Every iteration of the film A Star Is Born tells the simple story of the fickleness of fame. A young actress (or singer) arrives on the scene, meets and falls in love with a more famous man, and eventually eclipses him, becoming a marquee idol as he slips into self-destructive ruin. The movie has been made three times (in 1937, 1954, and 1976), each time to diminishing critical returns, with barely any variation in story, and yet with every new Hollywood generation someone looks to try again. On Tuesday, the fourth version was announced: Lady Gaga will play the ingénue and Bradley Cooper her love interest, with the latter also writing and directing, and presumably trying to find a new angle to justify the remake.
A new adaptation of A Star Is Born has been mulled for years, and the long-gestating concept is as Old Hollywood as they come: matching a famous, up-and-coming singer with an A-list male lead and a crusty, experienced director. That’s one thing that’s so baffling about the continued existence of the project. It’s such a backwards-looking piece of nostalgia: a love letter to a bygone era where a big name above the title was all a studio needed to guarantee box-office success. It’s impossible to imagine just what a fourth run at the simple story of A Star Is Born could unearth, even with the new spin of one of its stars sitting in the director’s chair. Unfortunately, as the countless remakes, reboots, and sequels show, it’s not the only way the industry is trying to revive its halcyon days.
For years, the remake of A Star Is Born was reportedly set to feature Beyoncé in the lead role with Clint Eastwood directing, a generational mismatch so profound it’s difficult to believe it came close to happening. Every lead actor du jour was rumored to be attached at one point or another, from Leonardo DiCaprio to Russell Crowe to Christian Bale. Beyoncé officially exited in 2012, a year before she released her self-titled album to critical acclaim. Before then, she’d been pursuing a typical path to movie stardom, appearing in broadly commercial projects like Dreamgirls, Cadillac Records, and Obsessed. No doubt Eastwood’s take on A Star Is Born would have adhered to that middle-of-the-road approach, rather than the more boldly personal music Beyoncé started making soon after.
Cooper, who had been floated as a possible on-screen partner for Beyoncé, stayed on board the project and eventually began lobbying to take over as director; eventually he hit on Lady Gaga to play his muse, emboldened by her Golden Globe win for acting in 2015’s American Horror Story: Hotel. Lady Gaga might seem an odd choice to play an up-and-coming star, considering that her first album came out eight years ago and her record sales have considerably cooled since then. But finding someone long-established to play the lead has long been the casting approach for A Star Is Born.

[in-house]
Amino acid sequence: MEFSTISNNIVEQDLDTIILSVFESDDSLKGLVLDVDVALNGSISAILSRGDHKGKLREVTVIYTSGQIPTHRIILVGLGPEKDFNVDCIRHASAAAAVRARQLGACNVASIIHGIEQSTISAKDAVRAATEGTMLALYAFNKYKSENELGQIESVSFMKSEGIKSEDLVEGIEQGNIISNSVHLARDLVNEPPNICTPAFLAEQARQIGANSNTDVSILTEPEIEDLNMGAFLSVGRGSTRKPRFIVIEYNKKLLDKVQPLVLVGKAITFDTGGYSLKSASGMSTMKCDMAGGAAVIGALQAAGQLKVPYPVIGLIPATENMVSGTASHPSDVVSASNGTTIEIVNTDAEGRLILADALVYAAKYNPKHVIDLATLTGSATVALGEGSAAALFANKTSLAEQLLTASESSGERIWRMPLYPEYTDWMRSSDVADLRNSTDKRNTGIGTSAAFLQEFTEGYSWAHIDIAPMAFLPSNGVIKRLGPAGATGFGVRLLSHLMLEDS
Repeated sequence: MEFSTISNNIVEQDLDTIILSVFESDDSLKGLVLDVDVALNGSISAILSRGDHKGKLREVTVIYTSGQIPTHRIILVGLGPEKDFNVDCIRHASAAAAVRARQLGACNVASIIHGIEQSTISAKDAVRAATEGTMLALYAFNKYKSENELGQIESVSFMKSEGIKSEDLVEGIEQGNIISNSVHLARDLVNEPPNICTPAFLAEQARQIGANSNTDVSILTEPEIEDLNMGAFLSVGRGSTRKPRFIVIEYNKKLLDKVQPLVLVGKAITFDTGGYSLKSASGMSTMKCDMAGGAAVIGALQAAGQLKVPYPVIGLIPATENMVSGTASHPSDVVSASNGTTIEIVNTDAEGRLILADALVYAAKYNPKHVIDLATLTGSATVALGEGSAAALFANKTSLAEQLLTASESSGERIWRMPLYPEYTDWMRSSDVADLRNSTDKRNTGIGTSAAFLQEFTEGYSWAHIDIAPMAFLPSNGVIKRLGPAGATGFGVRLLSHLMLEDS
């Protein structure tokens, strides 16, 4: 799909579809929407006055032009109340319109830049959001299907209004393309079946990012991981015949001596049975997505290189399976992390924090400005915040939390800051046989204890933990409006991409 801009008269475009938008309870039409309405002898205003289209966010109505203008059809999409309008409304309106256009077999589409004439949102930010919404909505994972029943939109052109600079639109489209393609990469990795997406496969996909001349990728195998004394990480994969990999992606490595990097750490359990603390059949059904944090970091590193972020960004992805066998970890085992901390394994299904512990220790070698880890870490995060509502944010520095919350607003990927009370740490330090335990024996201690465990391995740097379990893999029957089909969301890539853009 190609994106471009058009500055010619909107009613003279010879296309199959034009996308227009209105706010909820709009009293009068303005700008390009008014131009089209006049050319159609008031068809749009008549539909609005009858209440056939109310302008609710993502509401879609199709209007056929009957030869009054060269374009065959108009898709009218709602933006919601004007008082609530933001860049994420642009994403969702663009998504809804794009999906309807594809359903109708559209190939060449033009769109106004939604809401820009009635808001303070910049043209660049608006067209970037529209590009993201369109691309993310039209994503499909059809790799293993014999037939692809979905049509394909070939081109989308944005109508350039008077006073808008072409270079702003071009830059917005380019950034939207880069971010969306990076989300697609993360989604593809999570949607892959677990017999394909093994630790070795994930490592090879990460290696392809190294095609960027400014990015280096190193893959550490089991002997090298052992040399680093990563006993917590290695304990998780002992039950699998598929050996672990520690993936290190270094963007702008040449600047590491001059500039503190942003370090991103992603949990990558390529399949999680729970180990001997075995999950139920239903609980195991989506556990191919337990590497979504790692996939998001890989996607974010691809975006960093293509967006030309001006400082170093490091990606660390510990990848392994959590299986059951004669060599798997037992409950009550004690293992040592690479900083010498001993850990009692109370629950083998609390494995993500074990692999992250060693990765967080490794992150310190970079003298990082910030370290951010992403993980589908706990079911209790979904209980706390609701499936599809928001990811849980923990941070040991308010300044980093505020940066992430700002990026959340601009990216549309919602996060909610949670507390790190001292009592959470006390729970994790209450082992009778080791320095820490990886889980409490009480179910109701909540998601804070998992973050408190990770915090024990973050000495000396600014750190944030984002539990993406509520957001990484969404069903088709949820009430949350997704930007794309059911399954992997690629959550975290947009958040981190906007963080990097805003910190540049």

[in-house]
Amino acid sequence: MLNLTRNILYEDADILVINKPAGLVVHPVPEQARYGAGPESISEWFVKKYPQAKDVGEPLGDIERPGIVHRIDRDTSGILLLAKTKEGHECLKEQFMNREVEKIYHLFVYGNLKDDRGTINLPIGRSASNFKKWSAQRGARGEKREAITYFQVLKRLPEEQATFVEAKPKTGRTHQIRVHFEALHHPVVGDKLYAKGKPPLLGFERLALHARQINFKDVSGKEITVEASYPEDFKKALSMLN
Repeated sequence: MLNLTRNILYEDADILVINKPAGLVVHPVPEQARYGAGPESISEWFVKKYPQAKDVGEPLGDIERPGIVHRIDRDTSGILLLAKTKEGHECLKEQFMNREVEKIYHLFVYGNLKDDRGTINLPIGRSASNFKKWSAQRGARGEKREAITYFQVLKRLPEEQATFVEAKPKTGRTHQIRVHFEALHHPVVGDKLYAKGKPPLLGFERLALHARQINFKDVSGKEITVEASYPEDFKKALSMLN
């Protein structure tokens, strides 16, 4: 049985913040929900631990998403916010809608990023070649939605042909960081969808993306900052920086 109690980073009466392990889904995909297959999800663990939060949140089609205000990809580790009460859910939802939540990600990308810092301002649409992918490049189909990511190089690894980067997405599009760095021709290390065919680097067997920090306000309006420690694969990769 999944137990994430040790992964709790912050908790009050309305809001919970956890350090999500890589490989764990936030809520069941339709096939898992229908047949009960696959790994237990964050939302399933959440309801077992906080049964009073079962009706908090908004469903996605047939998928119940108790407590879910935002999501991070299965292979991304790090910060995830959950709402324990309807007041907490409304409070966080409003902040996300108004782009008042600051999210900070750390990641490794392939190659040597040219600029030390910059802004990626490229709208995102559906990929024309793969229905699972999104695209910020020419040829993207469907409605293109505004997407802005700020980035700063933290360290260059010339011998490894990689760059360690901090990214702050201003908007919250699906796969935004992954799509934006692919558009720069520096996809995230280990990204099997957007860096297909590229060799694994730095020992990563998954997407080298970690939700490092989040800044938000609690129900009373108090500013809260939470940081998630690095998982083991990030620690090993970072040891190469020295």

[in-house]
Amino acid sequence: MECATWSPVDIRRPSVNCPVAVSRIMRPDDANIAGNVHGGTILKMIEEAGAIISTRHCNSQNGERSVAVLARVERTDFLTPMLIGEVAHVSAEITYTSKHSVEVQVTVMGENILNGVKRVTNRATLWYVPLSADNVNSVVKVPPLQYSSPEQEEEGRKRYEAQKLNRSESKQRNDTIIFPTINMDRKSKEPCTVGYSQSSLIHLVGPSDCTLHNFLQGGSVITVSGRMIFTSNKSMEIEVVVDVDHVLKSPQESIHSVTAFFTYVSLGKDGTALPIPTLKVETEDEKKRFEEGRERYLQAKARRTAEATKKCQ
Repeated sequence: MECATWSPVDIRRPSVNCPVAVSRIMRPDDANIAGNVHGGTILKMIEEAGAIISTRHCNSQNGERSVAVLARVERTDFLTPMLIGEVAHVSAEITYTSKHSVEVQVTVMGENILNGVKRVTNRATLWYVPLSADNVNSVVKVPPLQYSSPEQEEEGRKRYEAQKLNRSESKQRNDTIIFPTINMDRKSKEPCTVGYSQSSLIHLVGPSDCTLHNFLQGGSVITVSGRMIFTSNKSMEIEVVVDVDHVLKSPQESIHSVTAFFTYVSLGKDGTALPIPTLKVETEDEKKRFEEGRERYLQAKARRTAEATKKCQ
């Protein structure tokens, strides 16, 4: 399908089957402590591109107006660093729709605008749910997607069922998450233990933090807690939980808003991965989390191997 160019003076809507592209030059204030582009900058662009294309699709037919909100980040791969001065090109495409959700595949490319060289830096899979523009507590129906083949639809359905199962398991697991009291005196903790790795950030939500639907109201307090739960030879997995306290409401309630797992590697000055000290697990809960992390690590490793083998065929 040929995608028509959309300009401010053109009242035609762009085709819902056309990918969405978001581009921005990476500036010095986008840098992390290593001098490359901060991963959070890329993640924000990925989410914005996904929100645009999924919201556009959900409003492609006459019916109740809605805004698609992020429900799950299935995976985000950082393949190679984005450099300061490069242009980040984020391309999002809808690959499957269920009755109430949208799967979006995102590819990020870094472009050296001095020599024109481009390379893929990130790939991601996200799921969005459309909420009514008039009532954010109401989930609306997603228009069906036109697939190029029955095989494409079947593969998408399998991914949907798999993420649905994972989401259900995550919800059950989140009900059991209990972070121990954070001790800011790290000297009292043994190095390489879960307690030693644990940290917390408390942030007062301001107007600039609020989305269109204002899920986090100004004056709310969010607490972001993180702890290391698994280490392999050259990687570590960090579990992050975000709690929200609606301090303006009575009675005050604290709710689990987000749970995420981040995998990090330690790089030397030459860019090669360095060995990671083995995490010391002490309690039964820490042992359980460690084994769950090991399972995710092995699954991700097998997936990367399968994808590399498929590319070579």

In 1937, Janet Gaynor, an Academy Award winner who was one of the earliest megastars of the silent era, saw her declining career revitalized by the original A Star Is Born, directed by William Wellman, co-written by Dorothy Parker, and starring Frederic March. It set a strict story formula every new edition followed: An actress arrives in Hollywood, meets and falls for a major star called Norman Maine, eventually elopes with him and finds massive success, winning an Oscar as his own career falls apart. Eventually, Norman dies, and in the film’s moving, bittersweet climax, she pays tribute to him at the premiere of her latest movie, introducing herself to her fans with the line, “Hello, everybody. This is Mrs. Norman Maine.”
The 1954 version, directed by George Cukor, starred Judy Garland and James Mason, and ended in the exact same way: with the female lead tearfully tying herself to her lost husband as she reaches her apex of success. Garland’s character was also positioned as a former star making a big comeback, and the film reinvigorated her prospects in Hollywood (though she famously lost that year’s Oscar to Grace Kelly). While the 1937 film was critically acclaimed and nominated for Best Picture, the Garland version was mostly praised as a one-woman show, a dull plot vehicle that she elevated with her transcendent work.
The last Star Is Born, in 1976, turned its heroes into musicians, with Barbara Streisand playing the ingénue and Kris Kristofferson as the self-destructive rock star she marries. Though this version, directed by Frank Pierson, had a bestselling soundtrack and was one of the highest box-office grossers of the year, it was also derided by critics, and Streisand has only sporadically appeared in leading roles since. Over the decades its rise-and-fall plot began to feel hopelessly outdated, and the lead actress’ inexorable attachment to her wastrel of a husband shifted from merely mawkish to borderline sexist.
It’s hard to imagine Cooper’s updated version working the same way, with his heroine proudly announcing herself as “Mrs. Norman Maine” at the end, but it’s equally hard to see how the film will transcend its forebears. In 1937, the idea of a woman eclipsing her husband’s success was almost transgressive; not so much 80 years later. But this is far from the only Hollywood attempt to hearken back to the booming studio-system era: a remake of Ben-Hur hits theaters this week, The Magnificent Seven follows in September, and 20th Century Fox is hoping audiences are excited to once again go 20,000 Leagues Under the Sea. It seems that studios have accepted that the safest bet is a story that’s been well-told—even if it was last told before many theatergoers were born.
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